Author: Written by Abby Baker, BS
Baker studied Child Development and Family Studies at West Virginia University, she has four years’ experience working in childcare and more recently has focused on substance use. Baker is passionate about being a positive influence in others’ lives and helping them reach their goals by assisting in meeting basic needs.
We always hear, “sleep when the baby sleeps,” but what else can we do while our baby sleeps or we just aren’t tired when the baby is? We often feel as if we can do it all, alone, but the reality is… We still need to take care of ourselves. We all need support. We must fill our own cups in order to fill others’ cups, too. Self-Care comes in many forms, here are a few.
Self-Care for Parents
Most days are filled with baby cuddles, feedings, changing diapers, then before you know it, it’s 8pm and you forgot to feed yourself. Healthy foods and drinking water are good for your body, it is important to refuel, and sometimes, you just need 15 minutes to sit down and eat a meal.
- Move your body
Maybe it’s while the baby is napping, or maybe when the baby is being supervised by someone else… No matter what it is (and be sure to be cleared by your doctor first), move your body! It can be 10 minutes of meditating or yoga, or maybe even a quick walk around the block. Bonus points for getting fresh air, too.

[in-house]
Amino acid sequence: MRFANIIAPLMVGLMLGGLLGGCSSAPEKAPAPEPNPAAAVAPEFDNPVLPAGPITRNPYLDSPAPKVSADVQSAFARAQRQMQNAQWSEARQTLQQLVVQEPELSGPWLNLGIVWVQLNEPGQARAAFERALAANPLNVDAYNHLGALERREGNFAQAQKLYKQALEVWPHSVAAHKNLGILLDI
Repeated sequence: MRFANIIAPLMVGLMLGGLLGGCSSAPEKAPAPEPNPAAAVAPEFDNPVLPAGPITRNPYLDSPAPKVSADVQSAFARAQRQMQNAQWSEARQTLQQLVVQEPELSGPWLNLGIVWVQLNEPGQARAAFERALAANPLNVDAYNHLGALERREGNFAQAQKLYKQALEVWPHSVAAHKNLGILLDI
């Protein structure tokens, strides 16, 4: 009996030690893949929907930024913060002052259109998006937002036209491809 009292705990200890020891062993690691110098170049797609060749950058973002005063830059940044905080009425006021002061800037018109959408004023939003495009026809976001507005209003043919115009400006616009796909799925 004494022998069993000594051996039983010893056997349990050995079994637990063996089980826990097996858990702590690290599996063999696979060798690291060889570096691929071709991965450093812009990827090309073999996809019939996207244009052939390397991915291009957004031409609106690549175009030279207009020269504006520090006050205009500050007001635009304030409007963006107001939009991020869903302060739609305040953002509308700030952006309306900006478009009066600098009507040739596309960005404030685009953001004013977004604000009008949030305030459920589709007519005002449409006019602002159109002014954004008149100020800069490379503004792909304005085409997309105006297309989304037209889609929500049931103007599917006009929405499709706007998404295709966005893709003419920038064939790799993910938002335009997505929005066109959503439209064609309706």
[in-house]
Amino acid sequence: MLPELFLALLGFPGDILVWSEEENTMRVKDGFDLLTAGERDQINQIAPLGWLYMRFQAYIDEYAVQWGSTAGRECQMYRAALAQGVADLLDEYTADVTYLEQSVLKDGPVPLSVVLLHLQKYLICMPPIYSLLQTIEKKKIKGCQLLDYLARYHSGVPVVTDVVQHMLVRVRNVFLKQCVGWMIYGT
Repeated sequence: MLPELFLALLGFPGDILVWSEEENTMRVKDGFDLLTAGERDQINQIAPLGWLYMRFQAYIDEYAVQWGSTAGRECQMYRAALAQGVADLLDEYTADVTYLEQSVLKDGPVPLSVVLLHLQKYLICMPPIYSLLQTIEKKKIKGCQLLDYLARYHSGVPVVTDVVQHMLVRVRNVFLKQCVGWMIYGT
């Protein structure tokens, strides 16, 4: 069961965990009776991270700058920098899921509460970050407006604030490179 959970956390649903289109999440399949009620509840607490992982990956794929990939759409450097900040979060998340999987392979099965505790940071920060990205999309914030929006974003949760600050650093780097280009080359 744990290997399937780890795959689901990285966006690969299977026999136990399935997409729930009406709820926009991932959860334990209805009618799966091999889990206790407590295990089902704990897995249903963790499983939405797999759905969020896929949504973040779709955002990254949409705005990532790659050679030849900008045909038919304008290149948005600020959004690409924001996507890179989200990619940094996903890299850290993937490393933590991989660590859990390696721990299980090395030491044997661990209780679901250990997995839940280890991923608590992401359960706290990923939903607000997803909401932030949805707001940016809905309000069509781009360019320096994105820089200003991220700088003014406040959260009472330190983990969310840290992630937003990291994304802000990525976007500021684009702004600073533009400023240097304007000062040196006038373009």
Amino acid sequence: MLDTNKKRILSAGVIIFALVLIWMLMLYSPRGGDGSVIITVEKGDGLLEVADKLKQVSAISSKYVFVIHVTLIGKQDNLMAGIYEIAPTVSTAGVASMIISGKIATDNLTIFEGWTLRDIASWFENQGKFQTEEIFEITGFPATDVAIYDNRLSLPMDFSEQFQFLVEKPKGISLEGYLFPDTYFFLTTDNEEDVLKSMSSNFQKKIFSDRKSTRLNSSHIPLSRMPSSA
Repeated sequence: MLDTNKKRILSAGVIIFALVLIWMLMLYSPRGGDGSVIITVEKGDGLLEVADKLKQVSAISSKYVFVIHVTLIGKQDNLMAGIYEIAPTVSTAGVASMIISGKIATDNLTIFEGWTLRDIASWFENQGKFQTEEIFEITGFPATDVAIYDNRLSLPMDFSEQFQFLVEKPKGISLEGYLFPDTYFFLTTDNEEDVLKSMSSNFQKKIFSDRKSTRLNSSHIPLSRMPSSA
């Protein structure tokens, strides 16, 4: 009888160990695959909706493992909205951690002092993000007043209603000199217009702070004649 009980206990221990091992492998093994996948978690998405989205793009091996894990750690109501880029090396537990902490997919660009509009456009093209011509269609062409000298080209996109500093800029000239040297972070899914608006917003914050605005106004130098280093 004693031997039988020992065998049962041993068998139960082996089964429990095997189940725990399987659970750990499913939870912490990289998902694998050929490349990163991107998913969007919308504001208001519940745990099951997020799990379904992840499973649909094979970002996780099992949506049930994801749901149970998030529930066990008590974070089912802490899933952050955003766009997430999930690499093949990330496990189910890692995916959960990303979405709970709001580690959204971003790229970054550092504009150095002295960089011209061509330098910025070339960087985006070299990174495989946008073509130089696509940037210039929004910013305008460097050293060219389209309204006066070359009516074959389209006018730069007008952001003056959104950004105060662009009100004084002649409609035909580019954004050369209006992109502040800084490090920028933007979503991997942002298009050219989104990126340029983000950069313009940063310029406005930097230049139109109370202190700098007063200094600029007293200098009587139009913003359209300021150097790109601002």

- Support and taking control
Everyone needs support even when we hate to admit it. When help is offered by trusted adults, take it. On the other hand, visitors can also be overwhelming when bringing home a new baby. Be sure to put your mental health first, if restricting visitors is best for you, you can set boundaries.
These suggestions may not sound like much, but they can add up. Mental health and taking care of yourself is so important to your overall health. These suggestions can also help lead to the practice of self-care for your baby. Babies cannot provide their own self-care; they rely on their mom and/or caregiver to support their care.
Self-Care for babies born exposed to substances
- Medical needs
Meeting a child’s medical needs by taking them to appointments and administering proper medications are necessary. Reliable transportation and health insurance also play a factor in providing a baby’s medical needs.
- Home visiting programs
Home visiting programs are important because they can help with a wide variety of things from teaching you how to swaddle your baby to learning your child’s developmental needs to linking to more outside resources.
- Bonding and connections
Bonding with your baby and building a connection is extremely beneficial, especially in the newborn stages of life. It can later lead to creating healthy relationships with others. Bonding can come in many forms, a few are skin-to-skin contact, sing songs while making eye contact, talk in a soft, reassuring voice and respond to crying.
Overall, starting with five minutes of self-care a day can create healthy habits leading to even more self-care. As a mom or caregiver, we often think we can do it all, but the truth is… We all need support. Fill your cup, always.